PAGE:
Pineal gland of a nocturnal bird, Indian spotted owlet, Athene brama: Morphological and endocrine observations

Haldar, C.; Guchhait, P.

Journal of Experimental Zoology 287(2): 145-150


ISSN/ISBN: 0022-104X
PMID: 10900433
DOI: 10.1002/1097-010x(20000701)287:2<145::aid-jez4>;2-k
Accession: 011155063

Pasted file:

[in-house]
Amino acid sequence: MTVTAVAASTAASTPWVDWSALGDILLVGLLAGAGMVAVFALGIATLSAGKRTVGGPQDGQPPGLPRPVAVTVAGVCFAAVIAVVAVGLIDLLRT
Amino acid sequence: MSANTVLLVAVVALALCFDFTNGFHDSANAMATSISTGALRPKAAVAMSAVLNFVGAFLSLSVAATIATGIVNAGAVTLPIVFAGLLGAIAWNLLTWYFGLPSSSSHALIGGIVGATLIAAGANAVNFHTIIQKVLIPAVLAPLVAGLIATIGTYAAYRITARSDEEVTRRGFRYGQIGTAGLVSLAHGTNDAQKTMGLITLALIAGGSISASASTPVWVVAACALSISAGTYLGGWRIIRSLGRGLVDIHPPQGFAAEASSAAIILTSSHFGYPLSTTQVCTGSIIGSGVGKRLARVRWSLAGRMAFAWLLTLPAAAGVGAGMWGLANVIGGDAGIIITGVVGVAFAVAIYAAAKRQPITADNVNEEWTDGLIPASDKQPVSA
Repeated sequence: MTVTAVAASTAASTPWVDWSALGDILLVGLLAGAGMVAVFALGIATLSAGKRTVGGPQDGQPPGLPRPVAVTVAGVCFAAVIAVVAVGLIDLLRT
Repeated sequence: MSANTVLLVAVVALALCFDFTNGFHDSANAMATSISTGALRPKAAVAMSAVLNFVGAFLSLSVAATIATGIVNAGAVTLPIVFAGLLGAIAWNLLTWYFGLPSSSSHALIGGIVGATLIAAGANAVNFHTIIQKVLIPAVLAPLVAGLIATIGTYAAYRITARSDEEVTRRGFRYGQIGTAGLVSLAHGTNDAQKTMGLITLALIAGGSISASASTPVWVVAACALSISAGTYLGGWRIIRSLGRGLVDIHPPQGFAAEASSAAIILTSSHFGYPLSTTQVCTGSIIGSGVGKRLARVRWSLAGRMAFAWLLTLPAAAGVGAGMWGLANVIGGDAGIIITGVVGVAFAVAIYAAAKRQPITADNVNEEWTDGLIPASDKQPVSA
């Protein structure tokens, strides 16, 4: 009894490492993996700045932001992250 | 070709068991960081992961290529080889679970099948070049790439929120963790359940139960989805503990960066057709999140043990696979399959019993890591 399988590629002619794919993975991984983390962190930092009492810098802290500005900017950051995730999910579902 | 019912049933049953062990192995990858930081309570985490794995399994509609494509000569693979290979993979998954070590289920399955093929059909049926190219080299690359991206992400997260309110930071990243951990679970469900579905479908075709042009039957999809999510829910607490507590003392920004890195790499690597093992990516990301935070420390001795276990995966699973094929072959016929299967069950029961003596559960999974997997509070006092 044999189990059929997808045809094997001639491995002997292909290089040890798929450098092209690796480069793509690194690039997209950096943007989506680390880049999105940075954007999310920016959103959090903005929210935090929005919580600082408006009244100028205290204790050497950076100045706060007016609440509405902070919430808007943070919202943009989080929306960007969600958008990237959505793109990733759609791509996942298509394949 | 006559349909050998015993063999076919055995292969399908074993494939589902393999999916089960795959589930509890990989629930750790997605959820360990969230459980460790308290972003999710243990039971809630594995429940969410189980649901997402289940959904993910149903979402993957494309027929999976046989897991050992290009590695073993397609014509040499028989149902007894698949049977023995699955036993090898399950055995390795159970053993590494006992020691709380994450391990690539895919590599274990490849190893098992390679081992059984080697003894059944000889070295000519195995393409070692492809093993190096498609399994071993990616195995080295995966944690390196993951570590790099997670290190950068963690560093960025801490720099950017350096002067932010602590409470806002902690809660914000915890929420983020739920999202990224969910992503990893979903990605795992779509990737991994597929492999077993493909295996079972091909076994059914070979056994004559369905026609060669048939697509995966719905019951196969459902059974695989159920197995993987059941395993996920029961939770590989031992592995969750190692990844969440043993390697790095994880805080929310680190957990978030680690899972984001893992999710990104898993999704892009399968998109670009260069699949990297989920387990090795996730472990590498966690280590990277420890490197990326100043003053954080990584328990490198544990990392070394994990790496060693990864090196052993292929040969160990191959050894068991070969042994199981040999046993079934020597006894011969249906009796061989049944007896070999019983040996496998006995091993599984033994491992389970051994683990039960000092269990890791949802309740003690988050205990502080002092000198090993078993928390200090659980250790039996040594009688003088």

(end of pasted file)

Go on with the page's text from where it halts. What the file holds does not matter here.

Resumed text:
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It has been reported that owls (Strigiformes) do not have a pineal gland. However, our light microscopy study revealed an intermediate form of tubulofollicular and solid-type large pineal gland in a tropical owlet, Athene brama. The epithelial cells forming follicles (6-8) in the distal region and the solid cluster of parenchymal cells of different diameters in the proximal region anteriorly tapered with a long cylindrical stalk and continued into commissural organs and choroid plexus. The intrapineal localization of perivascular nerve fibers and blood vessels clearly explained the sympathetic innervation as well as vascularization of this neuroendocrine gland. Further, electron microscopy revealed a developed intracellular structure of the pinealocytes with a large number of mitochondria, Golgi bodies, and granular as well as clear vesicles in the process terminals. The evidence of intrapinealocyte lipid droplets and dense bodies and a moderate amount of melatonin in plasma (ranging from 100-365 pg/mL) during different reproductive phases finally proved a defined secretory activity of the gland in this tropical, nocturnal bird.